Skip to Main Content.

For many local governments and state agencies, the direct influx of cash made available through the American Rescue Plan Act’s (ARPA) State and Local Fiscal Recovery Funds (SLFRF) program has been an incredible boom. However, all good things must come to an end, and ARPA is no exception. One of ARPA’s most critical requirements is that recipients must obligate all SLFRF funds by December 31, 2024. With this important deadline looming at year-end, the U.S. Department of the Treasury published an Interim Final Rule (the “Obligation IFR”) in late 2023 to provide recipients with additional clarity and guidance regarding what it means to “obligate” funds by the December 31, 2024 deadline. This article summarizes five key provisions of the Obligation IFR.

1.) Passing a budget or ARPA spending plan does not obligate funds; instead, recipients must place orders or enter into contracts or subawards by December 31, 2024.

The Obligation IFR maintained the core definition of “obligate” to include an “order placed for property and services and entry into contracts, subawards, and similar transactions that require payment.” In an explanatory webinar, the Treasury Department explicitly stated that incorporating an SLFRF spending plan in a budget or passing legislation does not obligate those funds, and such funds would be subject to recoupment by the Treasury. Recipients must still award a contract or subaward for all SLFRF funds before the December 31, 2024 deadline.

2.) Recipients are prohibited from amending or replacing contracts or subawards after 2024, with a few narrow exceptions.

As a general rule, recipients may not obligate additional funds or re-obligate funds after the deadline, even in the case of a change order occurring after December 31, 2024. However, recipients may replace a contract or subaward after 2024 if one of the following conditions are met:

(1) The recipient terminates the contract or subaward due to the contractor’s or subrecipient’s default, the contractor or subrecipient goes out of business, or the recipient determines the contractor or subawardee will not be able to perform the work.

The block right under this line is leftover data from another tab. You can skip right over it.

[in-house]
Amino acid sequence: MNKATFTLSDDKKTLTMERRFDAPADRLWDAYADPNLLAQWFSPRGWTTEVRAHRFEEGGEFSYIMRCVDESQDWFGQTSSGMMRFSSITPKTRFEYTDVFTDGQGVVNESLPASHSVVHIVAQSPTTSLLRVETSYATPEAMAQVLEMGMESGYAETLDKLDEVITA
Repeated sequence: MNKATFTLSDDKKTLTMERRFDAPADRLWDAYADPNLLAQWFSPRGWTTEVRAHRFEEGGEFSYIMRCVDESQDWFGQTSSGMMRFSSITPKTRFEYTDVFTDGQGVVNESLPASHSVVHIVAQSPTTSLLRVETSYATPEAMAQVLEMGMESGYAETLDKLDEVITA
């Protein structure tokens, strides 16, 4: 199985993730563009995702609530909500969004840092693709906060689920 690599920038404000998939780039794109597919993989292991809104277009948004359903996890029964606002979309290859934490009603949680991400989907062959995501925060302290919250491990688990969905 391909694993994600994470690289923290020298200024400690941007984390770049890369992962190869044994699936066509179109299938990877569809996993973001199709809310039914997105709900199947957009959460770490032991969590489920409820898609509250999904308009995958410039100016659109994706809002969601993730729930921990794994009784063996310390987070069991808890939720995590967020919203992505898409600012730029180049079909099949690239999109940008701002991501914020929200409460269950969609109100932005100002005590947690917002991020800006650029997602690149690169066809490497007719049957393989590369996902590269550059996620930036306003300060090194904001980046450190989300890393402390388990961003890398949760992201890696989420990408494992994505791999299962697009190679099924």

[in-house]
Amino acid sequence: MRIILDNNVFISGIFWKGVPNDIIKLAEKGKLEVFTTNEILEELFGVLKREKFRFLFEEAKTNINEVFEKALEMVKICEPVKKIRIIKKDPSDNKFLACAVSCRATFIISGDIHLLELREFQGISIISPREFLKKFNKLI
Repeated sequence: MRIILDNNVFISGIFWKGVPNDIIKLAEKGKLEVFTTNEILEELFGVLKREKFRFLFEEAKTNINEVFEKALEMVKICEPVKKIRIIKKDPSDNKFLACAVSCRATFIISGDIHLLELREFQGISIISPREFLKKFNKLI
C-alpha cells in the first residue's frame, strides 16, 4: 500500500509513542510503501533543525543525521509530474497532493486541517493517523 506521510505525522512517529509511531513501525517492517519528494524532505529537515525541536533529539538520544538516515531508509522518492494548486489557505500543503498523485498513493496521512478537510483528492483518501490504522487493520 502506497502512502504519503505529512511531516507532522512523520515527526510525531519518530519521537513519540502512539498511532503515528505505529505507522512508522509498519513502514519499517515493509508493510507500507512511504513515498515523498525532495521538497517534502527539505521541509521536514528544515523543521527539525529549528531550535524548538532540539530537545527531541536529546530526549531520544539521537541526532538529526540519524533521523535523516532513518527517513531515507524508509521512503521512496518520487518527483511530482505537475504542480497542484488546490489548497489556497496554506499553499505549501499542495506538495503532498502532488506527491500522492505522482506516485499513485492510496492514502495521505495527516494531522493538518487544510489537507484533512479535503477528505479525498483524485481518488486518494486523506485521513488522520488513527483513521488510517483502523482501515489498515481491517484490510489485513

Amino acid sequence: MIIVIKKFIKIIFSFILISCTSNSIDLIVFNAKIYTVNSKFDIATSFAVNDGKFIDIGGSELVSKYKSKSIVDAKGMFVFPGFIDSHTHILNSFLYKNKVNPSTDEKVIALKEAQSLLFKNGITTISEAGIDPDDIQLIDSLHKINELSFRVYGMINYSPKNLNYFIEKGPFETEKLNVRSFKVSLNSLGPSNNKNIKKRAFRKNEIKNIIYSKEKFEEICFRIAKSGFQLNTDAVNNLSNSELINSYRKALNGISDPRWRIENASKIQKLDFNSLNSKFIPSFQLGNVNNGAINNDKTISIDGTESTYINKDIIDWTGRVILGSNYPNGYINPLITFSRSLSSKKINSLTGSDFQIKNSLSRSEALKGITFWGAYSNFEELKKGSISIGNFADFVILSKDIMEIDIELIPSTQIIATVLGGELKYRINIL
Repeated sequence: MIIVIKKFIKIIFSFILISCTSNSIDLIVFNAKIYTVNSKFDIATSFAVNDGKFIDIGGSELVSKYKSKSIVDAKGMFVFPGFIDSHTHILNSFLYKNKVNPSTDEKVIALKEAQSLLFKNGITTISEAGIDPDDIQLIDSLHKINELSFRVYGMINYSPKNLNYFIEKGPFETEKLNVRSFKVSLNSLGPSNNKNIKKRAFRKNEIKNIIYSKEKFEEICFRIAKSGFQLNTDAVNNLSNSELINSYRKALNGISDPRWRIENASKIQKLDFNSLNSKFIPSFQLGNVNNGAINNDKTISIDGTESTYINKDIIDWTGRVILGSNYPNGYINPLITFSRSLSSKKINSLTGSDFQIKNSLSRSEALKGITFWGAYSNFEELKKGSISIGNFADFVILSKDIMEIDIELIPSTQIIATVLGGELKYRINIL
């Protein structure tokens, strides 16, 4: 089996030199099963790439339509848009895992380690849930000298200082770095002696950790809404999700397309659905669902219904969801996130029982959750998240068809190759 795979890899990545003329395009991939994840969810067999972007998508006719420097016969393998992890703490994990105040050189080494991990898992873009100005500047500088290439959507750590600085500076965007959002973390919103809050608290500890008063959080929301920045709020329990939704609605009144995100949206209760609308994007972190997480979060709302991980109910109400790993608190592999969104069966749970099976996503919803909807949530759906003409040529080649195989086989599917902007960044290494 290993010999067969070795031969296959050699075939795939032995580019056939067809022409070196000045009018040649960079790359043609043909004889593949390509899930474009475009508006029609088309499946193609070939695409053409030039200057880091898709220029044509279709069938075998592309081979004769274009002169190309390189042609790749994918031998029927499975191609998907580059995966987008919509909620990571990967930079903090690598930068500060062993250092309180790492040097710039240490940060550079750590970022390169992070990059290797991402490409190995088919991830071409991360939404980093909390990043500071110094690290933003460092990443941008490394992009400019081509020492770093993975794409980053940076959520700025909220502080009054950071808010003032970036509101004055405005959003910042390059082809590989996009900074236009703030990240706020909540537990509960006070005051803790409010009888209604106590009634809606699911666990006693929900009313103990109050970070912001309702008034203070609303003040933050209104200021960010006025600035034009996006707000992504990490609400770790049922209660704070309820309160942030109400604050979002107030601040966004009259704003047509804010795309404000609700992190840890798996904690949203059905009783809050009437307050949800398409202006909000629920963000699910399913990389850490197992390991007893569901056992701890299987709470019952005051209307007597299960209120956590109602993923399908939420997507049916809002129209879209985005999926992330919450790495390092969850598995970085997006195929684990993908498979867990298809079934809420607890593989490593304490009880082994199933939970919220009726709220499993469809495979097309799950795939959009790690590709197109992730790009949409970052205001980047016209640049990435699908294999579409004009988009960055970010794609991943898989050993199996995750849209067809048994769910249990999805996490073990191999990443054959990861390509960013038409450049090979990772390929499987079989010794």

(2) The recipient and the contractor or subrecipient agree to terminate the contract or subaward for convenience.

(3) The recipient terminates the contract or subaward for convenience because (a) the contract or subaward was not properly awarded, (b) there is clear evidence of the improper contract or subaward, (c) the recipient documents its determination the contract or subaward was improper, and (d) the recipient entered into the original contract or subaward in good faith. A contract is considered to be entered into in good faith if the recipient followed standard procurement or subaward practices and the contract or subaward was not entered into for the purpose of evading the December 31, 2024 deadline.

Recipients should maintain documents justifying their decision to be submitted in future reports. The Treasury will provide updated guidance to address how recipients report replacement contracts or subawards at a later date. A recipient that enters into a replacement contract or subaward must still expend those funds prior to the respective expenditure deadline.

3.) Recipients may use SLFRF funds for ARPA administrative compliance after 2024.

The Treasury was sympathetic to expenses tied to complying with requirements a recipient incurred due to receiving or spending ARPA funds, especially since compliance efforts likely need to continue after 2024 until all funds are spent. Thus, the Obligation IFR finds a recipient sufficiently obligates payments for complying with requirements associated with a recipient’s ARPA funds, even if those compliance costs are paid after December 31, 2024. The Obligation IFR addresses specific types of compliance costs to include:

  • Reporting and compliance requirements
  • Single audit costs
  • Record retention and internal control requirements
  • Property standards
  • Environmental compliance requirements
  • Civil rights and nondiscrimination requirements

In order to take advantage of this additional flexibility, recipients must (1) estimate how much SLFRF funds are needed to cover these compliance expenses, (2) document a reasonable justification for the estimate, (3) report this amount and an explanation of how the estimate was developed to the Treasury by April 30, 2024, and (4) report the final amount expended at award closeout. Any estimated funds not expended by December 31, 2026, will be recouped. Outside of administrative compliance costs, all other uses of SLFRF funds must still be obligated through a contract, subaward, or similar document by the end of this year.

4.) Subrecipients are not required to obligate subawards by this deadline.

The Obligation IFR determined that subrecipients are not bound by this deadline as long as recipients make their subawards before December 31, 2024. However, subrecipients must still expend their funds by December 31, 2026.

5.) SLFRF funds not obligated by December 31, 2024 will be recouped by the Treasury.

Treasury will issue future guidance on closeout procedures and returning unobligated funds. In addition, SLFRF funds must be expended by December 31, 2026, with the exception of funds for Title I projects and surface transportation projects, which have a unique expense deadline of September 30, 2026.

In sum, the Treasury’s Obligation IFR provides much-needed clarifications on how recipients can obligate their SLFRF funds to meet this year’s looming deadline. If any recipients, subrecipients, or contractors need assistance navigating these requirements, they can contact the authors or any member of Frost Brown Todd’s Public Finance Practice Group.